There may have been six winners from six races this year, yet one name in particular stands out as an absentee. Lewis Hamilton is in an ultra-rare class of driver, having won at least one race in every F1 season he has competed in. That may even be a class of one.***
It also represents a level of consistency comparable with his as yet winless 2012 season, where Hamilton has not yet finished lower than 8th – something nobody else in the field can claim. And that’s even with a few pretty chunky hiccups along the way. He’s also by far the best qualifier in the field in 2012 to date, as discussed here.
Yet even his biggest fans would surely concur that Hamilton’s career has been marked by peaks and troughs, perhaps more than most? As brilliant as he is at his best, there have been more than a few races where he has made his own life tricky in the past.
The Gilles Villeneuve circuit in Montreal is the track that most consistently reveals all the extremes of Lewis Hamilton.
In 2007, Hamilton arrived for the first time ever, again riding a wave of consistency. Driving that, erm, contentious but undeniably brilliant MP4-22 (Spygate, anyone?), Hamilton had five podiums from five career starts going into the Canadian Grand Prix. He put the car on pole, then he won for the first time in his short F1 tenure. Hamilton took the lead in the title hunt for the first time too with the 10 points scored. He also doubled his money seven days later at Indianapolis, and the rest of that turbulent debut season – as they say – is history. (Incidentally, if you unify the scoring systems, 2007 remains Lewis’ best ever in terms of points scored.)
Hamilton’s 2008 showing in Montreal is history too, but for very different reasons. The race made my top five of the past five years on our special anniversary podcast in part for those images in the pit lane. That red light, the stationary red car, and the silver arrow piercing it. Whoops, indeed. Heartfelt apologies, Kimi Raikkonen – hadn’t realised you had stopped there. For any who weren’t watching, Lewis retired when fighting for the lead, hitting Kimi Raikkonen at a red light at the end of the pit lane – present due to the safety car that had caused the leaders to box. To be fair, Nico Rosberg did exactly the same thing and squirmed into the McLaren’s rear end in a Williams.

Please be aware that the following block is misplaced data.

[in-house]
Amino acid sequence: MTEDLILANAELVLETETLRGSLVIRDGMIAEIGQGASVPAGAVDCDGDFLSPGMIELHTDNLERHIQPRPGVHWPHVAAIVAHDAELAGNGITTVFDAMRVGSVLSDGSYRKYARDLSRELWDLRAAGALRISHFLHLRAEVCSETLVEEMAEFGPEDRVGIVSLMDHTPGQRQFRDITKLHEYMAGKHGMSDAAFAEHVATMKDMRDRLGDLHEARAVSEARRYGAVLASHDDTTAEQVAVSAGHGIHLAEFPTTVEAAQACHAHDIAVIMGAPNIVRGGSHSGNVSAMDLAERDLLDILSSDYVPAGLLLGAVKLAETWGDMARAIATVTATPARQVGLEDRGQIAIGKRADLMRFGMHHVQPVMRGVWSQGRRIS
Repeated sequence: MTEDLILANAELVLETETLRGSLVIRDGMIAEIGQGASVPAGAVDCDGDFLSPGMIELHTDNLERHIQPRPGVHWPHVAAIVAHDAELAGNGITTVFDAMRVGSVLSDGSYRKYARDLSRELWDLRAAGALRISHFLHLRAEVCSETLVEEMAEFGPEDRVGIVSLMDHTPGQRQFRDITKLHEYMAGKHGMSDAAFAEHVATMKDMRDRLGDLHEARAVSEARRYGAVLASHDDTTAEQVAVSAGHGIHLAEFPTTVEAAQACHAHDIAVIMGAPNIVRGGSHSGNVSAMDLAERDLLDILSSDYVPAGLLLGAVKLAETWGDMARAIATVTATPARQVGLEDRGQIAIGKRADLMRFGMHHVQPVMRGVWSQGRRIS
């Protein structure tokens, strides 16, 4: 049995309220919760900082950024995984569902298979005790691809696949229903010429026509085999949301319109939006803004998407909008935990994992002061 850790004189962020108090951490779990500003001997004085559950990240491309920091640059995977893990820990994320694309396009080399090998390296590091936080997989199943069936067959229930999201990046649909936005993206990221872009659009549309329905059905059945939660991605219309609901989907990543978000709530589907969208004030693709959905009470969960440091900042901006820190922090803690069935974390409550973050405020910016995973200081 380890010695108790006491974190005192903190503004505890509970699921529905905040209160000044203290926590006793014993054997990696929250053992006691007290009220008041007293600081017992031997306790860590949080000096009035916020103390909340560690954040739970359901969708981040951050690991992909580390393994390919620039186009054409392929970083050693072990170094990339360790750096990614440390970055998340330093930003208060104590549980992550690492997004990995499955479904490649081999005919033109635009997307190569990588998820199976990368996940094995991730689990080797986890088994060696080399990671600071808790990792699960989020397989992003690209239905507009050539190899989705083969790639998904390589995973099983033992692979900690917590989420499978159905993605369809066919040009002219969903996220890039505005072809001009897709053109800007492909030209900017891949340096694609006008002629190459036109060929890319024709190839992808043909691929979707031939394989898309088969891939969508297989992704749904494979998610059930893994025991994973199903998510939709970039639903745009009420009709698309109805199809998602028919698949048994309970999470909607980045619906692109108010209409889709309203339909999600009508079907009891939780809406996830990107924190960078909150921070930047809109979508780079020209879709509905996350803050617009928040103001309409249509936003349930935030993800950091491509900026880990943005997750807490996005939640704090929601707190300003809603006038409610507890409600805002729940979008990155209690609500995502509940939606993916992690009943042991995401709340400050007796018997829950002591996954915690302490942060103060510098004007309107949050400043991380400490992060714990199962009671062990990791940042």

2009 is a candidate for worst year of the century to date; there was no Canadian Grand Prix.
Sanity prevailed in 2010 and F1 went back to invariably one of the best-attended motor races in the entire world, in any category. (Seriously, I think that after Spa, Montreal probably tops my “I implore you, Mr Ecclestone, just please don’t touch it” list. That or Suzuka, but the racing’s better at Montreal usually.)
The return was great for Lewis, too. He qualified on pole and looked favourite for much of the race, despite a bold attempt at a one-stopper from Mark Webber – who led for a long but doomed period. Ultimately Hamilton controlled the race from pole and won, textbook. Jenson Button rolled in second to complete a grand day at the office for the lads from Woking. With that win, Hamilton took the lead in the championship race.
2011’s rain-delayed Canadian Grand Prix, the longest in history if memory serves, was a little shorter for Lewis than the others. Hamilton and Webber collided at the slippery start, costing Webber dearly and Hamilton a little, at the first corner. Six laps in, Hamilton and Button came together on the start-finish line with Hamilton seeking to slide down on the pit-wall side. The pair clashed, Hamilton hit the wall and was forced to retire with major damage, Button went on to drop as low as 18th but eventually come back to win – even after that somewhat critical radio message in the early running.
So there we go, I give you the hit-and-miss tale of Lewis Hamilton in Canada. Could he be due another hit? That “one win in every season” record (is it a record?***) is still theoretically under threat, after all. But do any of us really expect it to fall? It could be preserved within a week.
***I checked Jim Clark, he didn’t get there. Fangio would have but for his swansong season. Vettel has won a race in every FULL season, including this one, but there’s the back half of 2007 to consider. All the obvious multiple-champ contenders miss the mark – though kudos to Prost for winning at least two Grands Prix in 11 out of 13 career campaigns. Can anyone think of another driver/drivers to manage this? Please do say if so, I’d love to know!